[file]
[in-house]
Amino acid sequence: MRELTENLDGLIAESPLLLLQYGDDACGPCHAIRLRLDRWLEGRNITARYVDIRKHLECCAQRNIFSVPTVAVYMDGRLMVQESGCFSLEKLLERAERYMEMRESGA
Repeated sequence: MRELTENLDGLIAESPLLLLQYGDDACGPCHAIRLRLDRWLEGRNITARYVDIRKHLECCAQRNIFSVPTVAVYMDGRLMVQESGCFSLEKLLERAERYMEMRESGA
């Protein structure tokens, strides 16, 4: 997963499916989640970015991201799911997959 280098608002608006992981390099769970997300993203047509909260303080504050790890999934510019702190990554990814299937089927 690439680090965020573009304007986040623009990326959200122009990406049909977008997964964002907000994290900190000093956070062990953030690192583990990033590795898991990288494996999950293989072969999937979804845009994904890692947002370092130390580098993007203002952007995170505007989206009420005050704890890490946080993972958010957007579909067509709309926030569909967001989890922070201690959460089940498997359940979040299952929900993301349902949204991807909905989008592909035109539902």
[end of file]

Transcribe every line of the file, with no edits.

[in-house]
Amino acid sequence: MRELTENLDGLIAESPLLLLQYGDDACGPCHAIRLRLDRWLEGRNITARYVDIRKHLECCAQRNIFSVPTVAVYMDGRLMVQESGCFSLEKLLERAERYMEMRESGA
Repeated sequence: MRELTENLDGLIAESPLLLLQYGDDACGPCHAIRLRLDRWLEGRNITARYVDIRKHLECCAQRNIFSVPTVAVYMDGRLMVQESGCFSLEKLLERAERYMEMRESGA
């Protein structure tokens, strides 16, 4: 997963499916989640970015991201799911997959 280098608002608006992981390099769970997300993203047509909260303080504050790890999934510019702190990554990814299937089927 690439680090965020573009304007986040623009990326959200122009990406049909977008997964964002907000994290900190000093956070062990953030690192583990990033590795898991990288494996999950293989072969999937979804845009994904890692947002370092130390580098993007203002952007995170505007989206009420005050704890890490946080993972958010957007579909067509709309926030569909967001989890922070201690959460089940498997359940979040299952929900993301349902949204991807909905989008592909035109539902």